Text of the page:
How can I work in the next election?
There are more than 250,000 jobs available during a federal election. That means that on election day, Elections Canada is the largest employer in the country!
If you are a Canadian citizen who is at least 16 years old on election day, you are encouraged to apply. There are jobs available in every corner of Canada. This is not a volunteer job. All positions are paid (including training time).
If you are hired, you will learn first-hand the procedures of a fair election, how voters prove their identity, and the importance of neutrality in an election process. This experience will look great on your resumé and will allow you to give back to your community.
Since election day falls on a school day, check what the rules are in your province or territory. To avoid missing class time, apply to work at advance polls on weekends.
Working in an election does not affect your right to vote, if you are eligible. Only one Canadian citizen over 18 is not allowed to vote: the Chief Electoral Officer of Canada.
Check it out: Students can visit Elections Canada’s Employment page to learn about jobs available during an election and to apply.
If schools gave civics classes the same importance as some other subjects, like math or science, would we see higher voter turnout by young people?
It’s hard to know for sure, but research shows that the more youth know about politics, the likelier they are to be engaged citizens.
Part of being a future voter is having the knowledge to understand the issues and make an informed decision when going to the polls. This is called civic literacy, and it includes:
- understanding how government works
- knowing how to be an active citizen at all three levels of government
Studies show that the better a young person’s civic literacy, the more likely they are to vote. Young people can even benefit by having conversations about politics with friends, teachers and family. That could have an impact on voter turnout, too. Even if students are not studying civics in school, encouraging them to talk to people about the issues that matter to them can help!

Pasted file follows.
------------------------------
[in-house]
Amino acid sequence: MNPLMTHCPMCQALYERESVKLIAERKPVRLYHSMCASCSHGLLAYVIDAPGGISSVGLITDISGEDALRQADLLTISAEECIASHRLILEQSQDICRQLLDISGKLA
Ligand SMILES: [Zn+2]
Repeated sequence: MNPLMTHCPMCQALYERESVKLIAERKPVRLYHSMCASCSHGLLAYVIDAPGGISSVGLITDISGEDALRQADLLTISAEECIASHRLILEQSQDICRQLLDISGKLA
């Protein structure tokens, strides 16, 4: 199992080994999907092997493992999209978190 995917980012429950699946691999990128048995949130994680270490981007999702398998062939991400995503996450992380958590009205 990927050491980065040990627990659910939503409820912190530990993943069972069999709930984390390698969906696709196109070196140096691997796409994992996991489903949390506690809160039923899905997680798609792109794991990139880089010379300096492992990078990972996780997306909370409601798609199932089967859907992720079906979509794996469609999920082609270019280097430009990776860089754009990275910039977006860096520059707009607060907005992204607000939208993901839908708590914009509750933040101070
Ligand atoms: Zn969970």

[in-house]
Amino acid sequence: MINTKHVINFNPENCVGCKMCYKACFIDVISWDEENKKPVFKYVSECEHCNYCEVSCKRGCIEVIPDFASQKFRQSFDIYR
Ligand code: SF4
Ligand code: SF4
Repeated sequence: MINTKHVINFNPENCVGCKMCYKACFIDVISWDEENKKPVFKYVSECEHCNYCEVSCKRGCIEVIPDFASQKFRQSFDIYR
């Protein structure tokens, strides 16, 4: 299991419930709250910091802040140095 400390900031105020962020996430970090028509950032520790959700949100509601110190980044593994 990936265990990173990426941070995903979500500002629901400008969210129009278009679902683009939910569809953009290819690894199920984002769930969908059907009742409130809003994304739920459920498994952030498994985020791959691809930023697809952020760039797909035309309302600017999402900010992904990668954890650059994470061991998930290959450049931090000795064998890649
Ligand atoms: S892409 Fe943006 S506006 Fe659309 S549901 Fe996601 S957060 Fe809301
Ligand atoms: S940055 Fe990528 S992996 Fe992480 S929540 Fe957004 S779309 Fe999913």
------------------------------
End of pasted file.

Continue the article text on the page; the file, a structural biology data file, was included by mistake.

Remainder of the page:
Check it out: Looking for teaching tools on citizenship and democracy? Here’s a good place to start.
Why do some ridings change boundaries or names over the years?
Canada’s population is always changing. People move around for work, babies are born, some communities grow and others shrink. That means our electoral districts, or ridings, need to change, too. This happens every 10 years, after the Census. The next redistribution will start after the 2021 Census.
Ridings are created by independent electoral boundaries commissions in each province or territory, not by Elections Canada. Drawing a riding can be complicated. Commissions must consider many factors when creating or adjusting ridings, including:
- population size
- a community’s shared culture and identity
- the history of the riding
- total area and geography
Because of this, every riding is unique. The largest riding in terms of total area is Nunavut, which measures over 2 million km2. The smallest riding is Toronto Centre, at only 6 km2.
Check it out: There are 338 ridings in Canada. Enter your postal code on the Elections Canada website to find your riding, then explore the resource Geography of Elections to learn about the demographics of your riding.
If people got election day off work, would more of them vote?
It’s hard to know whether more people would vote if election day were a day off work, like a statutory holiday. By law, employers must give employees time off to vote on election day if their work schedule doesn’t allow them three hours in a row to vote while the polls are open.
Anyway, election day is not the only time eligible voters can cast their ballot. Voters have a few other options to choose from:
- vote at an advance poll, which is open on the weekend
- vote in person at an Elections Canada office before the Tuesday before election day
- vote by mail
With all these options, voters can choose what works best for their schedule.
Check it out: For more information on the ways to vote, visit the Elections Canada website.